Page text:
Iron Maiden - Leeds University 22nd November 1980
Setlist: The Ides of March / Sanctuary / Prowler / Wrathchild / Remember Tomorrow / Charlotte the Harlot /Killers /Another Life /Drum solo / Transylvania / Guitar solo / Strange World /Innocent Exile / Phantom of the Opera / Iron Maiden // Running Free / Drifter / I've Got the Fire (For some reason, I think they also played Women in Uniform somewhere in the set)
I remember Maiden from about 1978 onwards and even in those early days, I often wondered what it was that made this band so damn good. They never seemed like the other bands that had the outstanding guitar genius, the gorgeous singer, or the manic drummer. Looking at them objectively, Di’Anno, Murray, Stratton, Harris and Burr were good but didn’t look destined to set the Thames on fire. How wrong could you be? On stage they were devastating. Anyone who saw them in 1979/80 will never forget Phantom of the Opera live.
Live, in those early days, they were actually, very sorted, just not as lavish as the later tours. They knew what they wanted but didn't have the money [until after Number of the Beast went stratospheric]. Eddie’s level of sophistication was limited to a roadie in a rubber mask running on with a fire extinguisher. It wasn't subtle, but it was effective.
Before 2002, I had last seen Iron Maiden live on the Iron Maiden Tour: Leeds University, November 22nd 1980. They had supported Judas Priest earlier in the year on the British Steel tour, which had kicked them up to the next level. In my opinion, as mighty as Priest were at that point - at the peak of their powers - Iron Maiden were better. That was the eye-opener. I'm not saying that they blew Priest away, I don't think that would have been possible in 1980, on that tour, but the writing was on the wall. Maiden, Def Leppard and Saxon were all vying for the spot of top NWOBHM band, but Maiden just seemed to be able to take it to a level that no other band could match. Anyone who saw them live could see that. Saxon were less polished and Leppard had not come up with the goods after the first album.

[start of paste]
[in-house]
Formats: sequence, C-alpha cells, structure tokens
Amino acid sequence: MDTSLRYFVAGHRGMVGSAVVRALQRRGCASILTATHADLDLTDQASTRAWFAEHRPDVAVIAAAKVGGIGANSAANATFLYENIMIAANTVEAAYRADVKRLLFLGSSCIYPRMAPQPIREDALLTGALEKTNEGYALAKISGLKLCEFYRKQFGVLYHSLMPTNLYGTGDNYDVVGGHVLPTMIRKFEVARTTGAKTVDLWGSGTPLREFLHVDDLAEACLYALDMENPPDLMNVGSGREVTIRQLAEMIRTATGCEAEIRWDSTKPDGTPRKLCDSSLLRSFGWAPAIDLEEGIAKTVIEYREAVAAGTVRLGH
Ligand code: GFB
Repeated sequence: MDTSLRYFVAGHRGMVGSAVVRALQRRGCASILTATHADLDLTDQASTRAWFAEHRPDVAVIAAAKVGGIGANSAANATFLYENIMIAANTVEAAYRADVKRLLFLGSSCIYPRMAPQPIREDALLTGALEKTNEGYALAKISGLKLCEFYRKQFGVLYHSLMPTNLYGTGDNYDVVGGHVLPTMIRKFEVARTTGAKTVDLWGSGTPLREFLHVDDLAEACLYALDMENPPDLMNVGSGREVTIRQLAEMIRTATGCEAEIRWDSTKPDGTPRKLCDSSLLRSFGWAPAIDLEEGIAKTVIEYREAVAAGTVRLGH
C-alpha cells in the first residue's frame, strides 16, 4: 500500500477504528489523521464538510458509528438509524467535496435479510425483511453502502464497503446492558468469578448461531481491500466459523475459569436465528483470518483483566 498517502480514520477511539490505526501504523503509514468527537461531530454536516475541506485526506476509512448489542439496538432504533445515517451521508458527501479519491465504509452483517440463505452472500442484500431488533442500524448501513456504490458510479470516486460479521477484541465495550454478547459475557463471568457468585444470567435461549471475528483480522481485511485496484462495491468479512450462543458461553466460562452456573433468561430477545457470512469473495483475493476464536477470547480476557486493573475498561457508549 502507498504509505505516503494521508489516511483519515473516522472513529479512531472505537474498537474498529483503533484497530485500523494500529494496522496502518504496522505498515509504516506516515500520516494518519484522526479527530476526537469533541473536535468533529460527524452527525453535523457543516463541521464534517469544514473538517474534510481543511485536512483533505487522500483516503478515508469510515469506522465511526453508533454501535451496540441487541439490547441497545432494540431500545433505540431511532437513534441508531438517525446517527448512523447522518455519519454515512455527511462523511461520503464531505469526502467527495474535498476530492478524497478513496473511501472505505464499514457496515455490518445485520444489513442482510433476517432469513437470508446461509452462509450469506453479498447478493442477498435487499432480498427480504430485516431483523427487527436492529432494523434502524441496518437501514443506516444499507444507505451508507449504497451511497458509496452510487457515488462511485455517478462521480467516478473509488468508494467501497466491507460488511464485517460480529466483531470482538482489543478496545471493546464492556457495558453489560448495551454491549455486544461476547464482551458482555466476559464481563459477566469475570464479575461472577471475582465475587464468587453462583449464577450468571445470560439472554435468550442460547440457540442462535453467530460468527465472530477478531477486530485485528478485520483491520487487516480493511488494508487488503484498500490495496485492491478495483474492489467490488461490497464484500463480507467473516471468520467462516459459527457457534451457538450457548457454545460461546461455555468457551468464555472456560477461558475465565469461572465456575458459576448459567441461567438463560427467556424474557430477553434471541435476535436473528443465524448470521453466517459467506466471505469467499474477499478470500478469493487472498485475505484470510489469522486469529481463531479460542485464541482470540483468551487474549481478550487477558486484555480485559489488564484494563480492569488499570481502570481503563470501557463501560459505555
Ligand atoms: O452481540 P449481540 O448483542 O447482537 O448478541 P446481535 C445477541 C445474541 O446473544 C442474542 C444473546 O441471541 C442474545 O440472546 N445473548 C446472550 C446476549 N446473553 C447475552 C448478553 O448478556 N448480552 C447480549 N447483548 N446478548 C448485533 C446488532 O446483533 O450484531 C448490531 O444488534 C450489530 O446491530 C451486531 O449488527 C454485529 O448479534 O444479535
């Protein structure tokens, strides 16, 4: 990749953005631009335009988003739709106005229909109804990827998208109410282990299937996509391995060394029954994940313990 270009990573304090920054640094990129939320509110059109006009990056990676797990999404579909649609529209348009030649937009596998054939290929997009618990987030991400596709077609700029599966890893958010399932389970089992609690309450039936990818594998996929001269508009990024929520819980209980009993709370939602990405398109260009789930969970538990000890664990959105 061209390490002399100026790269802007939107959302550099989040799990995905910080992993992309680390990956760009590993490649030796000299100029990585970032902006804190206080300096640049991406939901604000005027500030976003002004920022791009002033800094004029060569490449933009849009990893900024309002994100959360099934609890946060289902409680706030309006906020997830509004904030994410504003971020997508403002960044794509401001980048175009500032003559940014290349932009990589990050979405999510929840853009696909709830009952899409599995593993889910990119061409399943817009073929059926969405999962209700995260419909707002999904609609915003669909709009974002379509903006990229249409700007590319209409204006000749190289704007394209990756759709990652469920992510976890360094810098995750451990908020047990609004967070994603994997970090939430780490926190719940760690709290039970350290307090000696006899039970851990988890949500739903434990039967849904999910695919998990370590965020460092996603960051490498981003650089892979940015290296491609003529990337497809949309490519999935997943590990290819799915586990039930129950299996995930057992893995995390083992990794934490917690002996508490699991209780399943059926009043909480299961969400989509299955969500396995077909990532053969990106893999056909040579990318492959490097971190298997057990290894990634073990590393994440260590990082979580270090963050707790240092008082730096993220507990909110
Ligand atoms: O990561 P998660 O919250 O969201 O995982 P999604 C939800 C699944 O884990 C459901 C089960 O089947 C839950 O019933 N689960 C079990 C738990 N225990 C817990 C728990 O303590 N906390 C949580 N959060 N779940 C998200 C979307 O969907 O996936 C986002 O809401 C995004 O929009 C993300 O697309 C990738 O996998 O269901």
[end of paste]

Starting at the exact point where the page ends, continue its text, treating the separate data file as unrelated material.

By late November 1980, Den Stratton was gone and new boy Adrian Smith had but a couple of weeks to get up to speed. Leeds was his second gig with the band. Being perfectly honest, I just remember it being a great gig and having lots of fun. I have no idea who the support act was, as we got there just before Maiden went on. It was very hot, very cosy, and very loud and I was pressed against... never mind...
A chunk of the set was off the new album, so no one knew any of those new songs, but it didn't matter. Maiden then was an experience, as it still is, it was just more raw, more unpredictable. Imagine, Iron Maiden at a uni gig...
Mark L. Potts
The God of Thunder